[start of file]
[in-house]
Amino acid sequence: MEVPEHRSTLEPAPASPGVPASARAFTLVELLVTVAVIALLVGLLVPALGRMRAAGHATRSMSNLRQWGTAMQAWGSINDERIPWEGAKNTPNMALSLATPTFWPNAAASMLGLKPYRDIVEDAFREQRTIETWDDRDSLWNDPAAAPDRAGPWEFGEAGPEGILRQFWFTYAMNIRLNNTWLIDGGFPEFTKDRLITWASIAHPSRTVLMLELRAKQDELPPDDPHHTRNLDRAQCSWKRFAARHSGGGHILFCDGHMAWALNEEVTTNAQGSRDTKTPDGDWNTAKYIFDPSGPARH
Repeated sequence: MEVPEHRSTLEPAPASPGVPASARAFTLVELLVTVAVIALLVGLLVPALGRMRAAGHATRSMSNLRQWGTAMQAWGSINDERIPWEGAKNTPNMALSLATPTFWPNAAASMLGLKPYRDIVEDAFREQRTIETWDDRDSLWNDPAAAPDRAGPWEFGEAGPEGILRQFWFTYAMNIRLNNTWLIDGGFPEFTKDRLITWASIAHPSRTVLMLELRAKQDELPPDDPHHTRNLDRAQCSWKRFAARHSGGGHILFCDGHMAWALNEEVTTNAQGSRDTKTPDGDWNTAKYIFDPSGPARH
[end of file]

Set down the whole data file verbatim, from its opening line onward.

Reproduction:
[in-house]
Amino acid sequence: MEVPEHRSTLEPAPASPGVPASARAFTLVELLVTVAVIALLVGLLVPALGRMRAAGHATRSMSNLRQWGTAMQAWGSINDERIPWEGAKNTPNMALSLATPTFWPNAAASMLGLKPYRDIVEDAFREQRTIETWDDRDSLWNDPAAAPDRAGPWEFGEAGPEGILRQFWFTYAMNIRLNNTWLIDGGFPEFTKDRLITWASIAHPSRTVLMLELRAKQDELPPDDPHHTRNLDRAQCSWKRFAARHSGGGHILFCDGHMAWALNEEVTTNAQGSRDTKTPDGDWNTAKYIFDPSGPARH
Repeated sequence: MEVPEHRSTLEPAPASPGVPASARAFTLVELLVTVAVIALLVGLLVPALGRMRAAGHATRSMSNLRQWGTAMQAWGSINDERIPWEGAKNTPNMALSLATPTFWPNAAASMLGLKPYRDIVEDAFREQRTIETWDDRDSLWNDPAAAPDRAGPWEFGEAGPEGILRQFWFTYAMNIRLNNTWLIDGGFPEFTKDRLITWASIAHPSRTVLMLELRAKQDELPPDDPHHTRNLDRAQCSWKRFAARHSGGGHILFCDGHMAWALNEEVTTNAQGSRDTKTPDGDWNTAKYIFDPSGPARH